We have proposed a system of local sets of grid cells that can act as a continuous attractor supporting path integration (via grid cells) and are connected to environmental input and to each other via the place cells. The overall structure of a path-integration system including entorhinal cortex and hippocampus follows (Hafting et al., 2005) and (Hargreaves et al., 2005), and is not inconsistent with an earlier proposal by (Redish and Touretzky, 1997). The proposed mechanism resembles some models of CA3 as a path integrator (Zhang, 1996;McNaughton et al., 1996;Samsonovich and McNaughton, 1997), but we argue that the cyclic firing patterns of grid cells make them a more efficient substrate for forming the connections necessary for path integration than does CA3. The proposed relationship between grid cells and place cells is consistent with the effects of hippocampal lesions on grid cell firing (Fyhn et al., 2004), namely spatial firing patterns becoming less stable from trial to trial and less evenly distributed over directions.


The theta system appears to play a crucial role in the organization of spatial information throughout the hippocampal formation. It unifies the various anatomical structures into an organized whole to allow co-operative behavior across a large number of principal cells and interneurons. Within the hippocampus, the theta system provides a basic clock cycle against which the time of spikes can be measured to provide a fine-grained spatial localization via the phase coding of place cells. This appears to leave variations in overall firing rate free to code for non-spatial variables such as the speed of running and, perhaps, the nature of objects or actions occurring in a given location.

It also seems possible that the spatial firing of medial entorhinal grid cells and hippocampal place cells results from the interference pattern generated by theta interacting with intrinsic oscillations in the cells concerned. Such a model may explain the physical distribution of the spatial scales of these firing patterns and also the phase precession effect observed in place cell firing. In addition, the observed spatial pattern of firing in entorhinal cortex may provides the basic distance metric which, when combined with the head direction input from the dorsal presubiculum, may underpin a path integration system. Such a system corresponds to the metric posited by the cognitive map theory of hippocampal function (O’Keefe and Nadel, 1978). A model is proposed for the operation of such as system as independent sets of highly efficient path integrators that are associated to environmental sensory input, and to each other, via place cells.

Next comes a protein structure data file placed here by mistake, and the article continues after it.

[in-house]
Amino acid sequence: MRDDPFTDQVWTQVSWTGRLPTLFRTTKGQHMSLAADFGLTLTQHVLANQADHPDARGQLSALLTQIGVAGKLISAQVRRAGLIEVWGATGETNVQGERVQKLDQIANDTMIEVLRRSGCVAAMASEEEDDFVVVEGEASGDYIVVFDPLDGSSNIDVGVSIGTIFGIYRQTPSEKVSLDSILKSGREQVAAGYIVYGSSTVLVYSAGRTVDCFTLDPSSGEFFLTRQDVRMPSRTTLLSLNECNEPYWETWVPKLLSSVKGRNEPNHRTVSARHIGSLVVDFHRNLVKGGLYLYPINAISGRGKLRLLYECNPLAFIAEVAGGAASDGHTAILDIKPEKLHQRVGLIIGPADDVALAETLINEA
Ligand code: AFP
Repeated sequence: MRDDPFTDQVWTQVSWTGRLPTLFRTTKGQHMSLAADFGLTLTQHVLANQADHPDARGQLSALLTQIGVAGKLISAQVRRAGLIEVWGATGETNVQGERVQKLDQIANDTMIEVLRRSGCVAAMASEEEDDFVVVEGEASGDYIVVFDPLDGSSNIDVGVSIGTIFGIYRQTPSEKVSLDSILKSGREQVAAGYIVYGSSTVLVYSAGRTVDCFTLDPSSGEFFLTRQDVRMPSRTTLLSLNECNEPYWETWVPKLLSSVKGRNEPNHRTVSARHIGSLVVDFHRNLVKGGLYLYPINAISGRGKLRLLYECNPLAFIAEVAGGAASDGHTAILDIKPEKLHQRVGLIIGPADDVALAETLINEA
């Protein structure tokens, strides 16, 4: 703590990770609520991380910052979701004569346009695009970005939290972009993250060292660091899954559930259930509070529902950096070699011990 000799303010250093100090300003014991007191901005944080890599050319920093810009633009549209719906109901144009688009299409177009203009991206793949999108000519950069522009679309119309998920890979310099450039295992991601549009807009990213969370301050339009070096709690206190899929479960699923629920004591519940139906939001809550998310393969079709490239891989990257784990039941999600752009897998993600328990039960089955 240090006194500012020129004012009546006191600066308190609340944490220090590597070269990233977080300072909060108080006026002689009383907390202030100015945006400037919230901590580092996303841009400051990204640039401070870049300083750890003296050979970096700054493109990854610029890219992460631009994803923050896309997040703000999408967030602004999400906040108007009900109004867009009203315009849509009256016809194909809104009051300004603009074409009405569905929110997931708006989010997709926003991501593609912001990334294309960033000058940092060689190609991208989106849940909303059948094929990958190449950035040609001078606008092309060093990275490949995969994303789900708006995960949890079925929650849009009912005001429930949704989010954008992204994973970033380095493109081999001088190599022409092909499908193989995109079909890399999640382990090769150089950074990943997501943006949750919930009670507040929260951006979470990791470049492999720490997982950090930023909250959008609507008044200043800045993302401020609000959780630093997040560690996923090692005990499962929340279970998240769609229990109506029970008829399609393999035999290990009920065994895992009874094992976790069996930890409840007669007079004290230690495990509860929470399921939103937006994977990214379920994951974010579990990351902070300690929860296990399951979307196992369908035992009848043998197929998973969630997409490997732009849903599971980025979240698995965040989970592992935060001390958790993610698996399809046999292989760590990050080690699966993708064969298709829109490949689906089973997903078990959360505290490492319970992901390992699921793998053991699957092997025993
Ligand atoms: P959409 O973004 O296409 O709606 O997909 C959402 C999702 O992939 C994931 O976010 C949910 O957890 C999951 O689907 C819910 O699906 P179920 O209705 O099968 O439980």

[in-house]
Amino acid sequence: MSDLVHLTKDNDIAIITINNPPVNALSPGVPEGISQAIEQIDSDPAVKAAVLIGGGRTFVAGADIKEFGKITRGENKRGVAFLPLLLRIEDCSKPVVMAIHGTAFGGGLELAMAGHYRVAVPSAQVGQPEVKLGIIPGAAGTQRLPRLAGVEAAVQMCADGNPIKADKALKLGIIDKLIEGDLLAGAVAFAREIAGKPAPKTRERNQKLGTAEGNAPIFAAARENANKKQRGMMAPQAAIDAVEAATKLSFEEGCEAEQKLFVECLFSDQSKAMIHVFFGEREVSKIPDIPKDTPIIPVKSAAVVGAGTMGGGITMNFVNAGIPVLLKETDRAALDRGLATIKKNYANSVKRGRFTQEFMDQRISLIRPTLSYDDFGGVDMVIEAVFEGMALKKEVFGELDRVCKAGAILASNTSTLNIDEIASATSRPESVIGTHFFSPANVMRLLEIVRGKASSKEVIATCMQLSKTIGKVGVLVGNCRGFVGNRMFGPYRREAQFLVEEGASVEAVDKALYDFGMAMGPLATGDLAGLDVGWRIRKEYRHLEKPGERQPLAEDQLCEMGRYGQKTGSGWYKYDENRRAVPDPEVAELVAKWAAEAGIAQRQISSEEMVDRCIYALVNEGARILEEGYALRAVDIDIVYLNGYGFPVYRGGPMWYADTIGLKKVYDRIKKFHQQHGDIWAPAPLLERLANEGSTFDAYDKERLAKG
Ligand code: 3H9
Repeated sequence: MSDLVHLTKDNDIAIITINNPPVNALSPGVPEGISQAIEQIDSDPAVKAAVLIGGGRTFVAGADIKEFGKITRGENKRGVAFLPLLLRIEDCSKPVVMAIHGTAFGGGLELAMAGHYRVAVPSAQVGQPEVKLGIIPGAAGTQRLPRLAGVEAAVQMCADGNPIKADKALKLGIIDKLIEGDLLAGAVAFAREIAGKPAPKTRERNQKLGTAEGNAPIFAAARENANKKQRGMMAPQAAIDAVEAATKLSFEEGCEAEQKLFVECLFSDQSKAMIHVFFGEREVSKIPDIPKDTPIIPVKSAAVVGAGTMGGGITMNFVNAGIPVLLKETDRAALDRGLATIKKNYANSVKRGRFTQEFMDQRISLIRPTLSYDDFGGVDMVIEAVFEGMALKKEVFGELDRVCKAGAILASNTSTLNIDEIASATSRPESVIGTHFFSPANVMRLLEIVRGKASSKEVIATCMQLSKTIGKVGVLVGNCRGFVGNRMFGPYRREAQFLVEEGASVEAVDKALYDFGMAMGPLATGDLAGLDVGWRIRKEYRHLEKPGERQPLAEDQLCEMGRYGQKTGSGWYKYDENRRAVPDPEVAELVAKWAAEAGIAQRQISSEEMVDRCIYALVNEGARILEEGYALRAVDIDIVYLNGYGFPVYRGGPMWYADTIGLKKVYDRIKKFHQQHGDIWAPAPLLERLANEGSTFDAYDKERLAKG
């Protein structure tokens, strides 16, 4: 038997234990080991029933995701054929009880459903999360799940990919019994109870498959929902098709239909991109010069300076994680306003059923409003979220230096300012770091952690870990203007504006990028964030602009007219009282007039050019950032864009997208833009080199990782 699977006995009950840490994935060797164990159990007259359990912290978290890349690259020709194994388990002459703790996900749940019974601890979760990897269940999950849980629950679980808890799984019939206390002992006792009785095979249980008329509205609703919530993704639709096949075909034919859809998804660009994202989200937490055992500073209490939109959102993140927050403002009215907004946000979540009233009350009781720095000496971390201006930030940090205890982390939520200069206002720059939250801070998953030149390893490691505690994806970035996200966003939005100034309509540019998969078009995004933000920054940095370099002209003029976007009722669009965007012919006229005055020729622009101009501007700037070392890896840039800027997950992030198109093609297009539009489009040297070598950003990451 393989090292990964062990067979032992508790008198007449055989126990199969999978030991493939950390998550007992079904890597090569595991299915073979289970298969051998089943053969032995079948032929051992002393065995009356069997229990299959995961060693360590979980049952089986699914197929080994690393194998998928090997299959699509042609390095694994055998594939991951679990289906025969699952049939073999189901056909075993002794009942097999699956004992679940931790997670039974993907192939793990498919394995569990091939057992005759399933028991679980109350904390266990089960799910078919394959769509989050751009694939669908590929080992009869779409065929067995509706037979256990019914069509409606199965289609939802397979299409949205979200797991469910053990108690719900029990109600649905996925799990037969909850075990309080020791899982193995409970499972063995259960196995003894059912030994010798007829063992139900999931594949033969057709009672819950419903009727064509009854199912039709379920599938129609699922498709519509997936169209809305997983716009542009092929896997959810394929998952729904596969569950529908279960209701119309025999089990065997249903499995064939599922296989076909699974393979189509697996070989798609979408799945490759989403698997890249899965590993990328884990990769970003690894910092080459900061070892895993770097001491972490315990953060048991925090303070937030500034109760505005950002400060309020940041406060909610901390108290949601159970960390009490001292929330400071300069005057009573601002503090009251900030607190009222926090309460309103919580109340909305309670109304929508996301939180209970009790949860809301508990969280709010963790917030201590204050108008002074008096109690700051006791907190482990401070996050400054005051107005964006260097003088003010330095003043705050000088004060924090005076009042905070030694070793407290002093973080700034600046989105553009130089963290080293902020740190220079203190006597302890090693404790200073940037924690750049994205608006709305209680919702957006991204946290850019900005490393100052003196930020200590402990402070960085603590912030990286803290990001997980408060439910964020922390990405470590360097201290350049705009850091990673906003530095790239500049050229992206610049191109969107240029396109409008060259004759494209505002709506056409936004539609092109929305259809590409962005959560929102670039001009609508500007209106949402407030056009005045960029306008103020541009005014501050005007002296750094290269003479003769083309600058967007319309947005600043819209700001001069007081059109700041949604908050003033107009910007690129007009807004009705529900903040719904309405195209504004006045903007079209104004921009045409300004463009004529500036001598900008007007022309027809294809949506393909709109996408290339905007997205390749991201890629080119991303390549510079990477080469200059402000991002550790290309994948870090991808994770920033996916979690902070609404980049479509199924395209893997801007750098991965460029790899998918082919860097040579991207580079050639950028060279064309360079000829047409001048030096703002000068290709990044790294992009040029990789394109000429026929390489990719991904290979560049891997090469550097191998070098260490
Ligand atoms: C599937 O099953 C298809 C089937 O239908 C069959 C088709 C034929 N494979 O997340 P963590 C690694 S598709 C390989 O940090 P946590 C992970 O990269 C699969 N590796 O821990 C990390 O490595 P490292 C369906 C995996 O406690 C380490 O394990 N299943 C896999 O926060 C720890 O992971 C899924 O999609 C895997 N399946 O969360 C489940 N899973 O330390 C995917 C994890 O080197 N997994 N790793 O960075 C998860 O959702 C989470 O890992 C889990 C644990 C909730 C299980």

We gratefully acknowledge useful conversations with Caswell Barry, Tom Hartley, Kate Jeffery, Peter Latham and Colin Lever. This work was supported by the MRC and the Wellcome Trust, U.K.


1The Burgess et al., 1994 model’s use of a set of goal cells, each with firing slightly shifted in specific allocentric directions so that their relative firing rates provide the direction to the goal as a population vector, may relate to the slightly shifted patterns of nearby grid cells firing.

2We note that the breadth of tuning of head-direction cells (full width half maximum is roughly 60 degrees) is appropriate to mediate connections along the 6 directions of the triangular grids.

3See (Conklin and Eliasmith, 2005) for an equivalent CA3 path integrator model that avoids using multiplicative synapses, or (Hausser and Mel, 2003) for processes that might effectively multiply inputs occurring locally on a dendrite.